Rick Redniss op-ed: ‘Change is not erosion’
Published 6:10 pm EDT, Wednesday, May 30, 2018
It was interesting to read the May 30 op-ed (“Life Time decision another erosion of zoning rules”) that a change in the zoning text is considered “erosion” when it helps an office park cope with reduced demand by adding a use that benefits Stamford workers and residents. (FYI, the repositioning of suburban office parks is prevalent throughout the entire country.) It is also ironic to characterize a text amendment as “erosion” in this particular neighborhood. There have been five zoning text amendments over the years that helped create the diverse housing opportunities around High Ridge Office Park.
Stone Brook, Riverturn Condominiums, Sterling Lake, Sunrise Assisted Living, and the Turn of River fire department all required zoning text changes. With the exception of the fire department, they all faced some level of opposition, including some court challenges, none of which prevented progress in this transitional area. Stone Brook faced enormous opposition including an appeal to the Board of Representatives.
The BOR upheld the Zoning Board and time has proven that the reasons for the opposition were all unfounded. In fact, the opposite of those fears was realized. The development of Stone Brook solved previously existing drainage, traffic, and sanitary sewer issues. Homes in the Barmore and Pamlynn area off Vine Road had many failing septic systems and presented a health hazard. Allowing these homes to connect to public sewers via the Stone Brook development (then Geriak Farms), enhanced property values and environmental health.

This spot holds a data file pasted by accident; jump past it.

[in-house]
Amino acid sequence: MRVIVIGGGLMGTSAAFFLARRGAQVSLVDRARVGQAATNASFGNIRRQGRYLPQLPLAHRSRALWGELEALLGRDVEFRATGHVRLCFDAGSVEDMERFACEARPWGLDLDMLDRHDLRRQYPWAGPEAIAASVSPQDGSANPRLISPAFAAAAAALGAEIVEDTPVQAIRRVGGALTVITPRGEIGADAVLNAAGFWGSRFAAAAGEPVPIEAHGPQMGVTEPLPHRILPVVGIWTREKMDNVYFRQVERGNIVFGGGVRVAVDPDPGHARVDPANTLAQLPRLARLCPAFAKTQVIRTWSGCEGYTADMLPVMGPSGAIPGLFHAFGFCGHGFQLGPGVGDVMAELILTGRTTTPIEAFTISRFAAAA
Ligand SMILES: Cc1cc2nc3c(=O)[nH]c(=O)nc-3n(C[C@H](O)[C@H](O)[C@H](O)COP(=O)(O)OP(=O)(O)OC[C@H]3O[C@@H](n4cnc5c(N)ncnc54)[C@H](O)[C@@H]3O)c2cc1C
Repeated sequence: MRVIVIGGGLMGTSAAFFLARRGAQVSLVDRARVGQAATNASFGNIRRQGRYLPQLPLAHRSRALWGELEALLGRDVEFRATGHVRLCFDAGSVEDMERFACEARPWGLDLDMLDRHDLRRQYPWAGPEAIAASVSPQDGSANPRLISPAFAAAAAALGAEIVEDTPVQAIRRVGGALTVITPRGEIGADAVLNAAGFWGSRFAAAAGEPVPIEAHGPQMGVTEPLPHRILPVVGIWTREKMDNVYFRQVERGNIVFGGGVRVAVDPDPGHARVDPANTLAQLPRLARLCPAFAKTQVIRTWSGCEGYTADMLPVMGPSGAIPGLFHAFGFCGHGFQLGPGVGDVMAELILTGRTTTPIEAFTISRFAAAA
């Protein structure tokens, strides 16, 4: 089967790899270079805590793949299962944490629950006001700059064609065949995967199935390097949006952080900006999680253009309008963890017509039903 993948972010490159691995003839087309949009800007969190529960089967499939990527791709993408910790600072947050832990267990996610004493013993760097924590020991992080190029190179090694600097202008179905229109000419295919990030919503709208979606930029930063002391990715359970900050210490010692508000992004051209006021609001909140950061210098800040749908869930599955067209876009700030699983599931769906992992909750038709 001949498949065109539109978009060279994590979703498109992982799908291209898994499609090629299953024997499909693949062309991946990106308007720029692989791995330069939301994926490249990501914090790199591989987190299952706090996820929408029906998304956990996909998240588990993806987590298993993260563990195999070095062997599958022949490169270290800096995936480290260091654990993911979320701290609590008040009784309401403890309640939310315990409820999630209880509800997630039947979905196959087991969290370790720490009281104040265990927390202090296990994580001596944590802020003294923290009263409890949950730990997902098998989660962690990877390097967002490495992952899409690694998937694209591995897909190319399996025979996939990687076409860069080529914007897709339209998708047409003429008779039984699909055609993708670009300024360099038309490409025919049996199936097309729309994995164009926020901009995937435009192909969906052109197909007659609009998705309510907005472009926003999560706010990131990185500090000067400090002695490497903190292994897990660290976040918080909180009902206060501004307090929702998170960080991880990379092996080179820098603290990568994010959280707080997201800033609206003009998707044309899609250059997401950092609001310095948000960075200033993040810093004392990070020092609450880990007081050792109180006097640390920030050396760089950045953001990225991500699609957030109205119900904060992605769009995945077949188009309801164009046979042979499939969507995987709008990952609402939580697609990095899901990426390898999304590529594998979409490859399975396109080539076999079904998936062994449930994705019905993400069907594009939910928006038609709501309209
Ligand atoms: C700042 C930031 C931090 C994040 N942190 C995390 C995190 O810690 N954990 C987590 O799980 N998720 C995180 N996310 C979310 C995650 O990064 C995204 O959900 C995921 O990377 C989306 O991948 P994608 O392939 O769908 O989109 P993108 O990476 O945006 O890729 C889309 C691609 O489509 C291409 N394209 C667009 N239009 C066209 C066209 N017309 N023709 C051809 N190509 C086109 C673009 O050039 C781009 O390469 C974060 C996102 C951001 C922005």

Look at any of the five developments now. They are all an asset to Stamford and provide for a diversity of housing alternatives within walking distance to shopping and easy access to the Merritt Parkway and High Ridge Road. All good planning and zoning.
In the end I agree with the writer that the planning and zoning boards spent an exceptional amount of time reviewing the High Ridge Office Park application and ensuring that the residents were properly protected. Some of the protections for the residents are more restrictive than currently required anywhere else in the Stamford Zoning Regulations; more than even required for similar permitted uses in residential zones. And this is for a commercial zone that existed long before most of the surrounding housing in the neighborhood.
Change is not erosion. Zoning is a dynamic process that grows and adapts as Stamford grows and adapts. This Turn of River Road neighborhood is a great example of that process.
Rick Redniss, AICP is a certified planner and land-use consultant from the Stamford land surveying, engineering and planning firm Redniss & Mead.